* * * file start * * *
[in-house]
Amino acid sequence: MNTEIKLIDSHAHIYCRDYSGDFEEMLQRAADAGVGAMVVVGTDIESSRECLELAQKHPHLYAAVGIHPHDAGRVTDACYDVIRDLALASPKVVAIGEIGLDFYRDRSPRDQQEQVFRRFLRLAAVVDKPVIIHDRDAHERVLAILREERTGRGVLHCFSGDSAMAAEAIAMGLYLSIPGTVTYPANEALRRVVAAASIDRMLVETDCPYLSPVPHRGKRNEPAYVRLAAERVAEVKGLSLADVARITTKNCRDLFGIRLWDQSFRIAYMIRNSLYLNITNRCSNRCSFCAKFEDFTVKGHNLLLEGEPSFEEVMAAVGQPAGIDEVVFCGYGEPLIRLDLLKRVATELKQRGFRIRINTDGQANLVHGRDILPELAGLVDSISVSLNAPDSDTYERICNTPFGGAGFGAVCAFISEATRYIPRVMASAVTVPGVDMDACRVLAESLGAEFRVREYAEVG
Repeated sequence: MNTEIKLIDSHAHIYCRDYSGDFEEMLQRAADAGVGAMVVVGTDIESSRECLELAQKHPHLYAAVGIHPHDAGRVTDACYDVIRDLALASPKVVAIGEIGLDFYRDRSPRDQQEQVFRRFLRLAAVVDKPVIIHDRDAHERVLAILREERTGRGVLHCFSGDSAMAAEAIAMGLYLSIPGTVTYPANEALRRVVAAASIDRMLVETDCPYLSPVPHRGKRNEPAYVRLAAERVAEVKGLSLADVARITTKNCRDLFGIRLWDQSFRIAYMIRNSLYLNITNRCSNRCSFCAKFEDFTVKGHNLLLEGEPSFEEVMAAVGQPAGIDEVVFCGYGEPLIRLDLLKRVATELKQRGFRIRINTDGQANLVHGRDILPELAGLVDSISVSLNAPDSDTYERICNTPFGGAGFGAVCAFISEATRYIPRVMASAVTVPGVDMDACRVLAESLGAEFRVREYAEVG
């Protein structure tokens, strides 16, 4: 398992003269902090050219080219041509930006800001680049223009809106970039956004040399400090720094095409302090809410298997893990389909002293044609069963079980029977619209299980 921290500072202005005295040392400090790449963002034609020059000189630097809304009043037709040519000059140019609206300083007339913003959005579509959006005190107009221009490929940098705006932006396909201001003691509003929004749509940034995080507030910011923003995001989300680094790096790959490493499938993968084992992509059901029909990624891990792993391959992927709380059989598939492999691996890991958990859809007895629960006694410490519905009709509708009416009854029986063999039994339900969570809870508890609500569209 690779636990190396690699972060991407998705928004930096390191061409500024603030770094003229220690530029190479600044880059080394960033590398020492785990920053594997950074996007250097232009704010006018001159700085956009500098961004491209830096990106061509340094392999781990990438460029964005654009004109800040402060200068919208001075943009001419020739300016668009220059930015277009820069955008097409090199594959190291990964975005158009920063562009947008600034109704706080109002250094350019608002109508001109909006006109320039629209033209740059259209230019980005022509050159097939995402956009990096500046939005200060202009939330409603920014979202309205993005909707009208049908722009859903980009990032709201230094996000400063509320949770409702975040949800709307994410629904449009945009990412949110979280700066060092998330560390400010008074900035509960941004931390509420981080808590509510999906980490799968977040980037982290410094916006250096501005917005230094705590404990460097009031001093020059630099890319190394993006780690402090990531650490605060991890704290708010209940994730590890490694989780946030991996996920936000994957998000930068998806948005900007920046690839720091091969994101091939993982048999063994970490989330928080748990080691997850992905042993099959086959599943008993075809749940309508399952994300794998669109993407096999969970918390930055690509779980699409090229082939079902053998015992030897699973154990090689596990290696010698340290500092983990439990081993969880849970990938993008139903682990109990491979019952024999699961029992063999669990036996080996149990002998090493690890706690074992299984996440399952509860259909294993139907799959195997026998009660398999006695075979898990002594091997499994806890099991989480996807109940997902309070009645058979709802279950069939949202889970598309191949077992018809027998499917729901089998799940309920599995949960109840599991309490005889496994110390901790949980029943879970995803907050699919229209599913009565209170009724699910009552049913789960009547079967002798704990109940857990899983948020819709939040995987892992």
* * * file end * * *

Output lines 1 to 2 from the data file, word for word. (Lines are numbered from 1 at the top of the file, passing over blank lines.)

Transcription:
[in-house]
Amino acid sequence: MNTEIKLIDSHAHIYCRDYSGDFEEMLQRAADAGVGAMVVVGTDIESSRECLELAQKHPHLYAAVGIHPHDAGRVTDACYDVIRDLALASPKVVAIGEIGLDFYRDRSPRDQQEQVFRRFLRLAAVVDKPVIIHDRDAHERVLAILREERTGRGVLHCFSGDSAMAAEAIAMGLYLSIPGTVTYPANEALRRVVAAASIDRMLVETDCPYLSPVPHRGKRNEPAYVRLAAERVAEVKGLSLADVARITTKNCRDLFGIRLWDQSFRIAYMIRNSLYLNITNRCSNRCSFCAKFEDFTVKGHNLLLEGEPSFEEVMAAVGQPAGIDEVVFCGYGEPLIRLDLLKRVATELKQRGFRIRINTDGQANLVHGRDILPELAGLVDSISVSLNAPDSDTYERICNTPFGGAGFGAVCAFISEATRYIPRVMASAVTVPGVDMDACRVLAESLGAEFRVREYAEVG